It’s a strange and wild time for the global economy. And a bloody horrible one for the people bearing the brunt of the cost-of-living crisis.
But it’s a very interesting one for economists, particularly those taking the trouble to explain what’s going on with inflation, interest rates and government growth policies to a non-experts.
Keynes, the public’s economist
This is very much on my mind, as I’m currently reading The Price of Peace, Zachary D Carter’s outstanding biography of John Maynard Keynes. Keynes was an English economist and civil servant who pretty much re-invented modern macroeconomic theory in the first half of the 20th Century.
If that doesn’t sound very sexy, here are some of his career highlights.
Keynes helped shore up the British banking system in the early days of the First World War when the gold standard was floundering. Afterwards, he was a lonely Cassandra when he predicted that the harsh economic terms of the Treaty of Versailles would eventually push Germany into the arms of a strongman.
Meanwhile, over in the US, Keynes one of the major architects of Franklin D Roosevelt’s New Deal in the 1930s. And finally, towards the end of the Second World War, he was a key designer of the Bretton Woods Agreement that led to the world’s first negotiated monetary order and the creation of the IMF and World Bank.
As Joe Biden would say, he was a big effing deal.
But Keynes was also unusual. Unlike most of his economist peers he took a lot of trouble to make his arguments accessible to the general public. This initially cost him credibility among jargon and abstraction loving economists. But it established him as a public intellectual with an international reputation and influence.
It goes without saying that we need really smart people to tell us the story of the economy in ways we can understand. But it’s not easy to do, hence why a lot of the good ones often use metaphors to provide a snapshot of what’s going on.
Here are six of my favourite metaphors from economists from the past couple of weeks.
Unsurprisingly perhaps, four are from the FT, one is from the New York Times and the other is from Bloomberg.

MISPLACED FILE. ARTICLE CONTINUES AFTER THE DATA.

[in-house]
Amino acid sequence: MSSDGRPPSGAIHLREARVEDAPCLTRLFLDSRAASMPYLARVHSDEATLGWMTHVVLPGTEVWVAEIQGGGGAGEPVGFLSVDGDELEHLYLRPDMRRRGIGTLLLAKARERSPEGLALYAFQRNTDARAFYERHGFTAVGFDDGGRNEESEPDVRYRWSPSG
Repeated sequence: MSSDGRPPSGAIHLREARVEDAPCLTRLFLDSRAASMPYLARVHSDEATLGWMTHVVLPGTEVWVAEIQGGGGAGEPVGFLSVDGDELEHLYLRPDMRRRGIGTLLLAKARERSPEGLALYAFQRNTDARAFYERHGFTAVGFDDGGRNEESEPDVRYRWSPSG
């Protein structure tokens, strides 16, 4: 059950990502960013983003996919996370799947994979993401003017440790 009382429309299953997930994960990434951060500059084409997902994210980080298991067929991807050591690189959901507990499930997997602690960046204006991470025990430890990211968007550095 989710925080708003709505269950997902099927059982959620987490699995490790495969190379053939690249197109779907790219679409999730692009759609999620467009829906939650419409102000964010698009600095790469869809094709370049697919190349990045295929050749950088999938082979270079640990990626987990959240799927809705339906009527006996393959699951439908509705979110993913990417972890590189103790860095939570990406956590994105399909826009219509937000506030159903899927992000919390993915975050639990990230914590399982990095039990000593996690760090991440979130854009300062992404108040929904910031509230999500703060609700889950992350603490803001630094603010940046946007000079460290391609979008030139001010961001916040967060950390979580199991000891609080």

I’ve included the links, as well as a bit of introductory text from each article they feature in.
Bethany Payne, a bond portfolio manager at Janus Henderson Investors said:
“This huge fiscal event is a radical economic gamble; a ‘go big or go home’ gamble that will put UK debt on an unstable footing.”
‘The Kiel Institute for the World Economy, think-tank, slashed its forecast for German GDP next year by 4 percentage points to minus 0.7 per cent, warning:
“With the high import prices for energy, an economic avalanche is rolling towards Germany.”
2. (Same article)
‘Carsten Brzeski, head of macro research at Dutch bank ING, said he expected the German economy to start shrinking in the third quarter as high energy prices hit consumers and businesses:
“It is like watching a train running into a wall and you can see the wall is coming.”
‘Watched with fascination by economists and consumers when it was introduced by Sweden’s Riksbank in 2009, the policy ultimately fell short of hopes that it would quickly vanquish the threat of deflation and revive growth.
Katharina Utermöhl, senior European economist at German insurer Allianz said:
“It has not proven to be the holy grail that we were looking for.”
Krishna Guha, head of the global policy and central bank strategy team at Evercore ISI said it is becoming more likely:
‘That it won’t be possible to wring inflation out of this economy without a proper recession and higher unemployment.”
Derek Tang, an economist at LH Meyer in Washington said:
“This is (Jay) Powell’s last roll of the dice, and he is going all in. The higher unemployment forecasts are fair warning they will inflict pain, and this has just begun.”